When his family moves home to the Gangnam area of Seoul, shy and introverted Hyun-Soo (Kwon Sang-woo) is forced to transfer to the notorious, militaristic Jungmoon High School, where violent bullying is rife and severe corporal punishment is meted out for even minor misdemeanours. There he makes friends with the charismatic Woo-sik (Lee Jung-jin), the school’s most skilled fighter and develops a crush on Eun-ju (Han Ga-in), a girl from a different school who rides on the same bus. Away from school, Hyun-soo spends his time idolising Bruce Lee and practising tae kwon do at his father’s gym. As Hyun-soo struggles to develop his relationship with Eun-ju, the violence among students and teachers, at Jungmoon, is escalating and the only way for Hyun-soo and Woo-sik to survive is to take a stand against those responsible.
Since the 1970’s, Bruce Lee has been a hero to millions of people. As well as being a gifted martial artist and an icon of cool, in his films he often played characters who stood up to oppressors and bullies. This made him someone the downtrodden and the bullied idolised and were inspired by. Bruce Lee references appear throughout Ha Yu’s semi-autobiographical tale of 1970’s high school life. At the beginning of the movie we see a young Hyun-soo thrilled as he watches Fist of Fury. Later we see him mimicking Bruce and enacting scenes from his films with his class mates, reading a Jeet Kune Do instructional book and even practising with nunchaku. These are minor details and the real Lee influence appears in the films final fight sequence but I’ll come back to that later.
The film is a pretty simple story of a young man’s school days. Hyun-soo is a shy and awkward boy who makes friendships, falls in love and does most of the things a teenage boy does while trying to cope with the institutionalised violence from teachers, the army staff (who dispense the more brutal punishments) and violence from fellow students. It’s a system where beatings are passed down from the strongest and most powerful to the weakest and seems to show how violence only leads to violence.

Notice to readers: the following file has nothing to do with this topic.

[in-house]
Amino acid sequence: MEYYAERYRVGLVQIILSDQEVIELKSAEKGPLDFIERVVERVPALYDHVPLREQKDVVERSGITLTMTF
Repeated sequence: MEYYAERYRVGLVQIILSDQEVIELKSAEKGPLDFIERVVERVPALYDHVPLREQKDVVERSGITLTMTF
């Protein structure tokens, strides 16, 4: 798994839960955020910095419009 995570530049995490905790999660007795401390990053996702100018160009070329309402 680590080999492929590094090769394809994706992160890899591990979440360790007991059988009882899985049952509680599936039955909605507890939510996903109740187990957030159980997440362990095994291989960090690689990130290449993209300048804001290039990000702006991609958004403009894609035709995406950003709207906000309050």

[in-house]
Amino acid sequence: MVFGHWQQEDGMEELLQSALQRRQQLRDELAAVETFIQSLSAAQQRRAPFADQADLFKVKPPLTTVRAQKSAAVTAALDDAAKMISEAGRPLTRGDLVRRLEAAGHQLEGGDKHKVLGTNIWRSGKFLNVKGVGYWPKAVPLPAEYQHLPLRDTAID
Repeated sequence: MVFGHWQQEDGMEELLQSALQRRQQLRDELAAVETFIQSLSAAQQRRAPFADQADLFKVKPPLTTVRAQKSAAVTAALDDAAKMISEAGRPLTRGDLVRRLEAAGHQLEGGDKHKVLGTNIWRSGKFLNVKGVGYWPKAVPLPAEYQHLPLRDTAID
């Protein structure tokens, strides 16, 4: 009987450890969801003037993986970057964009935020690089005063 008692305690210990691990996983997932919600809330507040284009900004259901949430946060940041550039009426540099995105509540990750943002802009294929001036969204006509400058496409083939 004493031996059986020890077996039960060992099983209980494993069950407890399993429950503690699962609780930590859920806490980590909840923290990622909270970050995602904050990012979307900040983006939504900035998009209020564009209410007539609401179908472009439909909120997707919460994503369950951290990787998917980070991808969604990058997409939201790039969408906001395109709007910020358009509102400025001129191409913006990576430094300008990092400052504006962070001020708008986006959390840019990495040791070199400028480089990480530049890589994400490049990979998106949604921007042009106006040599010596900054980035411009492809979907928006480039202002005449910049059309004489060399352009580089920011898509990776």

As Hyun-soo’s relationships grow his character begins to open up and allows the audience to really start to connect with him. Kwon Sang-woo carries the film very well. He’s endearing, not overly melodramatic and thoroughly believable as the lonely new boy and later the angry young man who’s ready to fight. The romance elements of the film aren’t predictable and mostly veer away from melodrama. It’s sweet, touching and carries an honesty that runs through the all parts of the film. The performances, from a solid cast, and the writing are believable and will likely strike a chord with anyone who’s experienced bullying, unrequited love and fragile, childhood friendships (which will most likely be everyone).
The believability also extends to the action scenes. They aren’t slick and neat affairs that you may be used to from Hong Kong films. They’re frenetic brawls with occasional moments of well executed tae kwon do kicks and punches. The rawness of the fights make them gripping and very exciting to watch. Hyun-soo is, towards the end of the film, seething with frustration and anger towards the bullies that erupts in blistering style and this is where the Bruce Lee influence is felt the most strongly. It’s reminiscent, emotionally rather than stylistically, of Bruce’s assault on the Japanese dojo in Fist of Fury. Filled with a Lee-like righteous anger, Hyun-soo makes a stand and takes on the bullies in a heart pounding, brutal and thrilling finale that any action fan will enjoy.
This is a well acted and written coming-of-age drama with some intense fight scenes. An absorbing and thoroughly enjoyable movie.